PRODUCTION OF ANGULAR MOMENTUM IN DOUBLE SOMERSAULTS

  • David G. Kerwin
  • Joanna Webb
  • Fred R. Yeadon
Keywords: gymnastics, somersault, angular momentum, video analysis

Abstract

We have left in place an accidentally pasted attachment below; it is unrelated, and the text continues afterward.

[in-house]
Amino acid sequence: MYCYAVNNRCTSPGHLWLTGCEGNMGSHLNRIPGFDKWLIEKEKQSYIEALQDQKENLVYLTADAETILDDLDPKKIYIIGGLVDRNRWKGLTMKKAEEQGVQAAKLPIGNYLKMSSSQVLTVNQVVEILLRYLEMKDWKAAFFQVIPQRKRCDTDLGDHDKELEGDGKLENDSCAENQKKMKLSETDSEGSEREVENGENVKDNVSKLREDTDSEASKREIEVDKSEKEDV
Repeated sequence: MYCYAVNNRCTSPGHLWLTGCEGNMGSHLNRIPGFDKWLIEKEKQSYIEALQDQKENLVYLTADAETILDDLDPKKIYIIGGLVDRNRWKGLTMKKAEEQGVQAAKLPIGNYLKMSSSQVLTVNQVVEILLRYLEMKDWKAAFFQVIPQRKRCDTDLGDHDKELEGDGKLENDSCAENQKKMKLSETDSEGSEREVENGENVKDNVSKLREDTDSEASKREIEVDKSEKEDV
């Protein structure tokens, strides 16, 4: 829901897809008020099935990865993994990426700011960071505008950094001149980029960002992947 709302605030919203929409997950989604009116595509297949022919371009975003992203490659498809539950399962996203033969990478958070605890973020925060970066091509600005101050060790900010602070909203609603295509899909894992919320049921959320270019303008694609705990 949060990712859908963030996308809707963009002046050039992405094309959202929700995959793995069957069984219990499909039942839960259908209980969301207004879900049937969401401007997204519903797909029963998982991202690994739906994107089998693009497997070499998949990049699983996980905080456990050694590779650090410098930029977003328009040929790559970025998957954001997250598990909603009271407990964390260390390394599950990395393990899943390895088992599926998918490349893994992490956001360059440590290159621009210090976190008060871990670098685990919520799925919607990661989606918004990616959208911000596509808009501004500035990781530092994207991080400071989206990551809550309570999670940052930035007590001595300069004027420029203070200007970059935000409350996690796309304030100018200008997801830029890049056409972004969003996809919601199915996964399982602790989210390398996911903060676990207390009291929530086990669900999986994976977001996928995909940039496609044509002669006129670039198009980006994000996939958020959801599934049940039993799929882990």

Previous studies of somersaults in the floor exercise have shown that angular momentum decreases during the ground contact phase of takeoff and that the total angular momentum required to complete a double backward somersault depends on the body configuration adopted by the gymnast in flight (Hwang, et al., 1990; Brüggemann, 1994). The purpose of this study was to examine the relationship between the gymnasts’ actions and the linear and angular momentum in the takeoffs for double backward somersaults. Twelve female gymnasts showing varying degrees of body extension in the flight phase of double backward somersaults were recorded with two video cameras during the floor exercise routines at the Atlanta Olympic Games. The twelve analysed movements were divided into two equal groups of straight (S) and nonstraight (N, tucked and piked) somersaults to investigate relationships between incoming and outgoing momentum values and body configuration changes during takeoff. The Direct Linear Transformation was used to reconstruct the 3D coordinates of the digitised joint centres. Inertia data for each gymnast were derived from a mean data set of gymnasts and were customised to each competitor using estimates of segment lengths from the digitised data. Normalised angular momenta in straight somersaults per second were calculated about a transverse axis through the mass centre using the method of Yeadon (1990). Changes in joint angles and average joint angular velocities at the ankles, knees, hips and shoulders were determined from touchdown to takeoff. RMS differences between the measured locations of the calibration reference points and their predicted location were 0.0073 m horizontally and 0.0026 m vertically. Incoming angular momenta were higher (S = 2.4, N = 2.1, ) and ground contact times were shorter for group S (S = 0.112s, N = 0.125s, ). There were no differences between other incoming variables. For double non-straight somersaults the gymnast changed from a piked to a straight shape during takeoff, whilst for the double straight somersaults the shape change was from piked to arched. Arriving with higher angular momentum at touchdown and arching during ground contact can be understood as techniques that gymnasts employ to achieve a high angular momentum at takeoff. Gymnasts lose angular momentum during the takeoff for all types of double backward somersaults but the rapid arching which occurs during the takeoff for double straight backward somersaults reduces this loss and makes it possible to reach the required high angular momentum value. REFERENCES: Yeadon, M. R. (1990). Journal of Biomechanics 23, 75-83. Hwang, I. et al. (1990). International Journal of Sport Biomechanics 6, 177-186. Brüggemann, G.-P. (1994). Sports Science Review 3; 79-120.